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Impairments in experience-dependent cortical plasticity in aged animals

  • Author(s): Rickert, Jessica Louise
  • et al.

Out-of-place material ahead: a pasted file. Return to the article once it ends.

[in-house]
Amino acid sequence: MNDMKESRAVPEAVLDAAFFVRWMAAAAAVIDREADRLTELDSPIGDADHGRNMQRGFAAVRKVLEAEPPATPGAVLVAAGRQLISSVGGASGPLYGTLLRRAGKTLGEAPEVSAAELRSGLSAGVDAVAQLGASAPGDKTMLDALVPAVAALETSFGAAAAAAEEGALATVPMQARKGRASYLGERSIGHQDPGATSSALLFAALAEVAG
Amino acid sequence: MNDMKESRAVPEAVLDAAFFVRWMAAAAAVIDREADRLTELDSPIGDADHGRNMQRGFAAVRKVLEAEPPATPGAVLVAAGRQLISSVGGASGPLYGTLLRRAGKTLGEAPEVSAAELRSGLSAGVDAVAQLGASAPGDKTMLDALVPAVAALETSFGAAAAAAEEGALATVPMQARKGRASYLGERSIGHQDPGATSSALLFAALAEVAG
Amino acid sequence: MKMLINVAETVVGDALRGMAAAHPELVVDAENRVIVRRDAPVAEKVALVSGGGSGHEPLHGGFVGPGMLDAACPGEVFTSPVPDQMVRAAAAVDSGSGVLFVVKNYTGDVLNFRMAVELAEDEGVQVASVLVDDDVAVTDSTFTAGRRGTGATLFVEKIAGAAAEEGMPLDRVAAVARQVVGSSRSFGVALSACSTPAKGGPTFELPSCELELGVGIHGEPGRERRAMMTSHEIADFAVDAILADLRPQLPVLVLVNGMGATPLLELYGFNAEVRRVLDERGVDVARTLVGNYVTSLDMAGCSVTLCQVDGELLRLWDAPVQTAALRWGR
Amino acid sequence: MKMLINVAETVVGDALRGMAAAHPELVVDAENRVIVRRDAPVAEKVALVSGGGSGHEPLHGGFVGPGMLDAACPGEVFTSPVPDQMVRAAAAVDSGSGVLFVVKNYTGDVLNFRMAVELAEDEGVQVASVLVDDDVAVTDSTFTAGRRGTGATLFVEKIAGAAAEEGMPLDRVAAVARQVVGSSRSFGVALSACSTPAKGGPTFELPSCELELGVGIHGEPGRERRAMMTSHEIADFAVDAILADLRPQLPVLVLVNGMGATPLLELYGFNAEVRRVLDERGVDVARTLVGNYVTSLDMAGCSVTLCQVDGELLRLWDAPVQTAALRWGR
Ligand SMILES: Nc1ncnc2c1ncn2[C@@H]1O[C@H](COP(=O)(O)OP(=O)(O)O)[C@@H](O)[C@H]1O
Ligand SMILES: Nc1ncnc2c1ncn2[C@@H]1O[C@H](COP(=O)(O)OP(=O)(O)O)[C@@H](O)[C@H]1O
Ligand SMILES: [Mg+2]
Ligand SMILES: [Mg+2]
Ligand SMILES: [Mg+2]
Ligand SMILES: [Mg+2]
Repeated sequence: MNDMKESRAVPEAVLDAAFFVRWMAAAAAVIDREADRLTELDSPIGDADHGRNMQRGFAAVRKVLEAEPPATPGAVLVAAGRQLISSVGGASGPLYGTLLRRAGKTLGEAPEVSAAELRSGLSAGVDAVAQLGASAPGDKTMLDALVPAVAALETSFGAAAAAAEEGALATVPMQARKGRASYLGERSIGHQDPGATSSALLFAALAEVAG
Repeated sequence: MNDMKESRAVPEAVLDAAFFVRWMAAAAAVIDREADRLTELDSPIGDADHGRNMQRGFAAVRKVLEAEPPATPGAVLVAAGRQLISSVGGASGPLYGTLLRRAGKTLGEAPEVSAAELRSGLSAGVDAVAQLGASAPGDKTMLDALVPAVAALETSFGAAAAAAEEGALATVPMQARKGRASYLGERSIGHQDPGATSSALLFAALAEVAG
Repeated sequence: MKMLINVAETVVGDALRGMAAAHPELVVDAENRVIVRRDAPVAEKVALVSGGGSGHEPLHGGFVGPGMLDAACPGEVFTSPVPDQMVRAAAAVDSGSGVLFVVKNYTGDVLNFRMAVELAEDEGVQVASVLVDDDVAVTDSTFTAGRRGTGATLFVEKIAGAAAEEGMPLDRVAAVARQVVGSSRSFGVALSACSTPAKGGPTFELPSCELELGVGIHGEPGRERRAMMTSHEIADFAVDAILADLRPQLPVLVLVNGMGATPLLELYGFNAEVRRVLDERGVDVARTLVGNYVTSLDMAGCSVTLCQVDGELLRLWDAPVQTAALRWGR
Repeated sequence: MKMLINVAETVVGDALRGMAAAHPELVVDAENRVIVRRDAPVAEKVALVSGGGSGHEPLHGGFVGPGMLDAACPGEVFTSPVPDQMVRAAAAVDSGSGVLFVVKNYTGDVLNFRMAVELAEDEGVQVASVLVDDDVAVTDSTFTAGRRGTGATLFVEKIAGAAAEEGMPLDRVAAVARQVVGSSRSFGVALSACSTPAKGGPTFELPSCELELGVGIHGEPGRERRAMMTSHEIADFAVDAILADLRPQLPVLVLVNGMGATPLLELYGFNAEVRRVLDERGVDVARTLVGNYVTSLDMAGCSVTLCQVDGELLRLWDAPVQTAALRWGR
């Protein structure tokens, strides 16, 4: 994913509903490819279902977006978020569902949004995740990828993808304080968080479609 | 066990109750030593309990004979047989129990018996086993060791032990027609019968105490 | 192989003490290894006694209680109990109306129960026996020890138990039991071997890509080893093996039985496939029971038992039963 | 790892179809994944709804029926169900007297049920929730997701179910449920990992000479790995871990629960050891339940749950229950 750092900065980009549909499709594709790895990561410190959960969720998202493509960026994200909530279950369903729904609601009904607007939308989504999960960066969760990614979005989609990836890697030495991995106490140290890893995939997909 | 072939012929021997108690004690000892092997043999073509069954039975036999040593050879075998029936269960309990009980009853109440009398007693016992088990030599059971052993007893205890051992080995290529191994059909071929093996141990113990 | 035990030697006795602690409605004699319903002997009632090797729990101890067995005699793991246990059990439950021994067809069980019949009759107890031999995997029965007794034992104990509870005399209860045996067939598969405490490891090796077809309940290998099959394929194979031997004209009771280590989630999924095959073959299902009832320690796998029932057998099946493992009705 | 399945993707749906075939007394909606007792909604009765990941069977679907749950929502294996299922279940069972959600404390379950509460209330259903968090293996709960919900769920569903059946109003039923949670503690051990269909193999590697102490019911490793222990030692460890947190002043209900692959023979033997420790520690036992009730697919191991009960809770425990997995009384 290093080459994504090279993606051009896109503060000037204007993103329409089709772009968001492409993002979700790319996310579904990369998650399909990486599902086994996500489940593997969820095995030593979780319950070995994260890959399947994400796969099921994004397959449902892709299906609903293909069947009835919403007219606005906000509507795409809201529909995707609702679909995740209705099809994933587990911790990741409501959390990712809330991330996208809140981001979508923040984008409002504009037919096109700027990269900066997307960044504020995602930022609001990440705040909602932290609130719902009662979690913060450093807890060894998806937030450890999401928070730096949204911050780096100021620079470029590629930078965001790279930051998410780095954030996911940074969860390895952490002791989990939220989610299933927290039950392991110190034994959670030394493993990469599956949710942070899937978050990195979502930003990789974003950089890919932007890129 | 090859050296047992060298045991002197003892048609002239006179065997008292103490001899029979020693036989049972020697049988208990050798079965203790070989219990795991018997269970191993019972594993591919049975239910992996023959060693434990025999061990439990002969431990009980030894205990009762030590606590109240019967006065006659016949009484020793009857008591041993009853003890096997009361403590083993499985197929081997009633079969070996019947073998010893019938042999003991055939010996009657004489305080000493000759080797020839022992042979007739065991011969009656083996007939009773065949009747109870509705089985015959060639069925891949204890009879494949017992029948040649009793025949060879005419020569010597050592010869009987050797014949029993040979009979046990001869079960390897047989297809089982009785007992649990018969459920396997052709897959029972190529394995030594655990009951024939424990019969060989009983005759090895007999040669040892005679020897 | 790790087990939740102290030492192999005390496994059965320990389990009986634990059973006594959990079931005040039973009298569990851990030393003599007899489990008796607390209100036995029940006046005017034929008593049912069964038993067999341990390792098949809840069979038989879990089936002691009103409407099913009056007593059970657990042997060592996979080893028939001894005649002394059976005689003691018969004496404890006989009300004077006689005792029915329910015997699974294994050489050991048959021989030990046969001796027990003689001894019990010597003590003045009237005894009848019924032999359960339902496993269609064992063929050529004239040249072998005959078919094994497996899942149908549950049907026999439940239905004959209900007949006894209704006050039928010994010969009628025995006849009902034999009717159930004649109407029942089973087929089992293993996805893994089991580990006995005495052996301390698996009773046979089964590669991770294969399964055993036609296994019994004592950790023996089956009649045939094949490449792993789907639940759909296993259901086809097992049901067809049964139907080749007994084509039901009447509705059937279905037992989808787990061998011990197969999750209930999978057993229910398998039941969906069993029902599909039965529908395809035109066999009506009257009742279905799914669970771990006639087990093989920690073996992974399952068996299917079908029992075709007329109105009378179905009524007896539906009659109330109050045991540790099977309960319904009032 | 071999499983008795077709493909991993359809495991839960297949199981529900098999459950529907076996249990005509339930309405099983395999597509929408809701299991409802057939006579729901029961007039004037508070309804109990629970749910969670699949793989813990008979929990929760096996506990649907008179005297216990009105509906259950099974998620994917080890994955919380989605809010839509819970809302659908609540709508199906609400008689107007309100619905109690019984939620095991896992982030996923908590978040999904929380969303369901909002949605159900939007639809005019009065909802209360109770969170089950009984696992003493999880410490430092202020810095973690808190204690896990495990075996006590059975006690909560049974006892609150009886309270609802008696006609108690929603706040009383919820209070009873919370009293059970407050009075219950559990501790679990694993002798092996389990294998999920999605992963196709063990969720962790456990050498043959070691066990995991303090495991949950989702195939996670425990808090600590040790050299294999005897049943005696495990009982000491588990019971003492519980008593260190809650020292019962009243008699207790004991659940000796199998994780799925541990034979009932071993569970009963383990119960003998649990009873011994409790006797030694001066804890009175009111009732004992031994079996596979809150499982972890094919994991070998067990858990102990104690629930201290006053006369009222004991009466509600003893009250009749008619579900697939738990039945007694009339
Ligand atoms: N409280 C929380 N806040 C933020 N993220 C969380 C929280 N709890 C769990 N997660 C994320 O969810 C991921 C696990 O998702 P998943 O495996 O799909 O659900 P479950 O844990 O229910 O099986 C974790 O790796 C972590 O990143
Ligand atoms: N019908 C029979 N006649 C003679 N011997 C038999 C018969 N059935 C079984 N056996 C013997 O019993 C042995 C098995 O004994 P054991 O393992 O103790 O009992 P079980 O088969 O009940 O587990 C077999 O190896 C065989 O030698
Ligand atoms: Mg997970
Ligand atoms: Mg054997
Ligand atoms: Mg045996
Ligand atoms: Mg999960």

Advanced age is associated with diverse behavioral and neurobiological deficits in comparison to adults. Potential mechanisms underlying age-related declines in neural function include impairments in neural plasticity. Here, we employ the motor system as a model to examine experience-dependent cortical plasticity in aged animals, as the motor cortex of young adult animals has been demonstrated to undergo a variety of plastic adaptations in the context of both normal learning and recovery from injury. This thesis first examined the ability of the aged motor cortex to undergo plasticity in association with acquisition of a skilled motor task. Gene expression changes were assessed using microarray analysis; spine density plasticity was assessed using intracellular filling techniques; and cortical map reorganization was assessed using intracortical microstimulation. Results indicate that aged animals exhibit impaired cortical plasticity in all measured parameters relative to young adults. These impairments were associated with motor performance deficits. The demand for neural plasticity in the context of injury is particularly important in aging, given the increased incidence of cortical trauma along with the reduced capacity for recovery in aged individuals. Thus, this thesis next investigated whether aged animals exhibited impaired plasticity in the context of recovery from focal cortical injury. Plasticity was assessed by quantifying the extent of map reorganization using intracortical microstimulation. Aged animals exhibited a complete absence of cortical map plasticity in association with rehabilitative training after cortical injury compared to young adults. Impaired plasticity and recovery were associated with age-related decreases in the cholinergic system, a system known to be essential for cortical plasticity and optimization of behavioral performance in young adults. Combined, the results of this thesis indicate that aged animals have impaired cortical plasticity mechanisms in the context of novel skill learning and recovery from focal cortical injury. These age-related impairments in plasticity likely contribute to deficits in behavioral performance in both the intact and injured aged brain

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